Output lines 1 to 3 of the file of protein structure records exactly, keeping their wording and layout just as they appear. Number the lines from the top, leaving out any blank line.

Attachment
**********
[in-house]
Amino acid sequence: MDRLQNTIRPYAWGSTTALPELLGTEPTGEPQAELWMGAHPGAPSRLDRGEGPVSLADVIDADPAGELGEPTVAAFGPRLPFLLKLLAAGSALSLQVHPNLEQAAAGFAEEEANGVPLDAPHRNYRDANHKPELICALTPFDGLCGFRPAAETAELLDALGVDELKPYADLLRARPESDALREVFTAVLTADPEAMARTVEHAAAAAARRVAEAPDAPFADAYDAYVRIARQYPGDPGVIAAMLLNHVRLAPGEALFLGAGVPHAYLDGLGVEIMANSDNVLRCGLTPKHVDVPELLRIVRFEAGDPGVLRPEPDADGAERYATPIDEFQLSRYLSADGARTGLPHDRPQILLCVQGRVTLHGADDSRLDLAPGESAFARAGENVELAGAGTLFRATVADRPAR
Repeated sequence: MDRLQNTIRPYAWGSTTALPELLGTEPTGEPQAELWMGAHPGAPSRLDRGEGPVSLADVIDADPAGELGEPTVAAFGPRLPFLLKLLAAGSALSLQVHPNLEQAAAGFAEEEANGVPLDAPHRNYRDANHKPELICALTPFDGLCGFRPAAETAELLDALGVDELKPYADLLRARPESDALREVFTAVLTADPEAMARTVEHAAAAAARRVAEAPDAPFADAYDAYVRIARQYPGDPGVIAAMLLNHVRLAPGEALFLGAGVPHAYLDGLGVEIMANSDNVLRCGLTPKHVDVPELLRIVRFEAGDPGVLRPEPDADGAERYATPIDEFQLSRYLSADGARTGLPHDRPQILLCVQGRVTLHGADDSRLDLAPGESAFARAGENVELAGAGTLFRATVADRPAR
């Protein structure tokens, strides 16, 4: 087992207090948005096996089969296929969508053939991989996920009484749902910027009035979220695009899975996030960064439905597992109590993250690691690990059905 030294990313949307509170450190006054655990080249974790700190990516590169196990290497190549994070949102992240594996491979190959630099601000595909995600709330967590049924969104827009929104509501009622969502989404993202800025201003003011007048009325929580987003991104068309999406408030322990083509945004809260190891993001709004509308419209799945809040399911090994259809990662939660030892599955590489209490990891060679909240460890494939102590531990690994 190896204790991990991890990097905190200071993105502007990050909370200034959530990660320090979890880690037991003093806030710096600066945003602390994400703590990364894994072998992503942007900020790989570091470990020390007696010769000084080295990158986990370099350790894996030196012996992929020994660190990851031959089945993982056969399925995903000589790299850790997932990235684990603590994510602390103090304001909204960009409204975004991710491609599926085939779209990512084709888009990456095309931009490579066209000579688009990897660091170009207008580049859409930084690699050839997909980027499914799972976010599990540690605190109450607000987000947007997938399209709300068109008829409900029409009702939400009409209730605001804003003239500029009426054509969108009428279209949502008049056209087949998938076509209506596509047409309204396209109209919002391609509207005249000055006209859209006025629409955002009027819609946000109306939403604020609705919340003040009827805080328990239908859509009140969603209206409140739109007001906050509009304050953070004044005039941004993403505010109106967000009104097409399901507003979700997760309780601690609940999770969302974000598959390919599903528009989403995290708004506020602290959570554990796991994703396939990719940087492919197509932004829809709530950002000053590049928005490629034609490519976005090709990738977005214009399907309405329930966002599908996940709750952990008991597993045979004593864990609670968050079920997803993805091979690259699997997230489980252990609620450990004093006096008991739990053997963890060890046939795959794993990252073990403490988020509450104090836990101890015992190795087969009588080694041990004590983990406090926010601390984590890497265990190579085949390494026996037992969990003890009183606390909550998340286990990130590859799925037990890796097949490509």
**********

[in-house]
Amino acid sequence: MDRLQNTIRPYAWGSTTALPELLGTEPTGEPQAELWMGAHPGAPSRLDRGEGPVSLADVIDADPAGELGEPTVAAFGPRLPFLLKLLAAGSALSLQVHPNLEQAAAGFAEEEANGVPLDAPHRNYRDANHKPELICALTPFDGLCGFRPAAETAELLDALGVDELKPYADLLRARPESDALREVFTAVLTADPEAMARTVEHAAAAAARRVAEAPDAPFADAYDAYVRIARQYPGDPGVIAAMLLNHVRLAPGEALFLGAGVPHAYLDGLGVEIMANSDNVLRCGLTPKHVDVPELLRIVRFEAGDPGVLRPEPDADGAERYATPIDEFQLSRYLSADGARTGLPHDRPQILLCVQGRVTLHGADDSRLDLAPGESAFARAGENVELAGAGTLFRATVADRPAR
Repeated sequence: MDRLQNTIRPYAWGSTTALPELLGTEPTGEPQAELWMGAHPGAPSRLDRGEGPVSLADVIDADPAGELGEPTVAAFGPRLPFLLKLLAAGSALSLQVHPNLEQAAAGFAEEEANGVPLDAPHRNYRDANHKPELICALTPFDGLCGFRPAAETAELLDALGVDELKPYADLLRARPESDALREVFTAVLTADPEAMARTVEHAAAAAARRVAEAPDAPFADAYDAYVRIARQYPGDPGVIAAMLLNHVRLAPGEALFLGAGVPHAYLDGLGVEIMANSDNVLRCGLTPKHVDVPELLRIVRFEAGDPGVLRPEPDADGAERYATPIDEFQLSRYLSADGARTGLPHDRPQILLCVQGRVTLHGADDSRLDLAPGESAFARAGENVELAGAGTLFRATVADRPAR